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The first paragraph of the Shema is in this week’s Torah portion of Vaeschanan. After declaring how we should love Hashem with all the facets of our being the Torah states, “And these words that I command you today shall be upon your heart” (Devarim 6:6). Rav Dovid Chait SHLIT”A, leaving an indelible impression on me, used to tell us in yeshiva, about this pasuk, that we have to view each day as if we received the Torah today on Har Sinai.
This is based on Rashi regarding the words “That I command you today;” these words shall not be in your eyes like an outdated decree (royal command in written form) which no one takes seriously, but rather like a newly given one, which is read eagerly by all. The Mizrachi, quoting Rashi’s source for the interpretation of this pasuk, in the Sifri, explains the reasoning behind why the pasuk is interpreted in this way: because the mitzvos aren’t just for those who Moshe was talking to on that day, but for every generation. Therefore, “today” must be referring to how fresh it should feel in our eyes. (Click here for Hebrew text.)
But how do we keep this freshness every single day? The reality is that the Torah manuscript is thousands of years old and the oral tradition is equally as ancient, from the time of receiving the Torah at Sinai. Even the fact that they are the blueprints of creation and handbook of mankind, created 2000 years before the creation of the world, which might make it sound more riveting and attractive, yet the psychology of man usually is “gone with the old and in with the new;” so how do we keep it alive and fresh? In fact, I remember visiting a non-observant friend of mine when I was in yeshiva and he asked what I do all day, do I spend the whole day learning how to read from the Torah scroll? I was astonished at the question and explained to him how I spend the whole day plummeting the depths and breadth of the Talmud, for the most part. He couldn’t imagine how anyone would and could spend the day learning Torah, something so old and seemingly outdated and ancient? How do we excite those that don’t see the practicality of a Torah way of life? And how do we instill in ourselves this level of freshness and enthusiasm that we have to look at the Torah as if it was handed to us at Har Sinai each and every day?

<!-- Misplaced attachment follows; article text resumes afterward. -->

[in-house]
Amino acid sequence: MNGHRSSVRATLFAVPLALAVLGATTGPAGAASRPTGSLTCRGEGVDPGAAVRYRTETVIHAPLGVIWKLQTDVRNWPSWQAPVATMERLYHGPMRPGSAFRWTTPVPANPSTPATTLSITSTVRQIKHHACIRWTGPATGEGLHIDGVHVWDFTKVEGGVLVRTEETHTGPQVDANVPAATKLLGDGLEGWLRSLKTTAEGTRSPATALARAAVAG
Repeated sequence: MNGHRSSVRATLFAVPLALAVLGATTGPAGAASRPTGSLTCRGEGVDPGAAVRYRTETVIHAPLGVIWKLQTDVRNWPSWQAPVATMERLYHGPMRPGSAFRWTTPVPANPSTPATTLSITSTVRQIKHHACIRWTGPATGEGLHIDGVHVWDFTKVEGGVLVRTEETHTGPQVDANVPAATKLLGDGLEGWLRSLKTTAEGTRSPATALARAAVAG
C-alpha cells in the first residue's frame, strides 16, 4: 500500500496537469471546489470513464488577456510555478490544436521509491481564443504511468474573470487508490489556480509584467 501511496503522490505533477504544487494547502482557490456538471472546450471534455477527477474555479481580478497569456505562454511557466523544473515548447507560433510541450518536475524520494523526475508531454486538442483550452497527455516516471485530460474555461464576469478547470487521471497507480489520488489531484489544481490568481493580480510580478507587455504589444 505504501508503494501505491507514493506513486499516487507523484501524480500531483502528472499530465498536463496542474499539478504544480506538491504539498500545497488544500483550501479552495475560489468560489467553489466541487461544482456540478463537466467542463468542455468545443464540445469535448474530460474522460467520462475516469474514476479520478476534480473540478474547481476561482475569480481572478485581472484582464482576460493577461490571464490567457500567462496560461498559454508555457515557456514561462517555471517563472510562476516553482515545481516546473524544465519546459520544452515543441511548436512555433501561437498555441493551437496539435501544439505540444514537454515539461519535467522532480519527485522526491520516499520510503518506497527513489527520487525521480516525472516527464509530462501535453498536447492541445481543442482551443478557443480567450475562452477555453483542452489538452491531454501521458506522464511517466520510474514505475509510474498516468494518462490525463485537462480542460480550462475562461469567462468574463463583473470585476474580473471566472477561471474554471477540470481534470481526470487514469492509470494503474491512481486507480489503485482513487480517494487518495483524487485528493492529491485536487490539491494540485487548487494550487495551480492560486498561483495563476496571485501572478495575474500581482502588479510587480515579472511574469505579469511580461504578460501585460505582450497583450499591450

The Rashi at the beginning of this pasuk asks, “What is this form of love you are commanded [in the first pasuk, ‘You are to love Hashem, your G-D with all your heart, with all your soul, and with all your possessions’]? He answers, ‘These words [that I command you today etc.’] For in this manner you will be aware of the Holy One Blessed Is He, and you will cling to his ways. The Gur Aryeh, which is the Maharal’s commentary on Rashi explains that Rashi was bothered by what relation the statement “And these word… on your heart” had to do with loving Hashem? Rather, the pasuk is telling us what is the love, in which way should it be expressed towards Hashem. The answer is, “And these words etc.” That through learning words of Torah one recognizes Hashem, His ways which are good, and recognizing His praise, which will bring one to love [Hashem]. (Click here fore Hebrew text.)
With this we can answer our question of how we can keep Torah observance alive and fresh every day. For if one has the attitude that through learning Torah, especially going into the profundity and fine subtleties of its great depth and vastness, in order to bring oneself to appreciate and love Hashem, then he will always be excited to start all over again as if it is new each day. This is because people want to express love. If they would know and understand that this is the means of showing the greatest love for the greatest entity in the world, universe, and beyond, who is a trusted and loving father and king for us then they would surely gravitate and never be exhausted from finding the means of gaining a greater appreciation of love for Hashem.
Helping ourselves and others show love for Hashem is the way to keep the acceptance of Torah fresh and alive in our hearts and minds every day.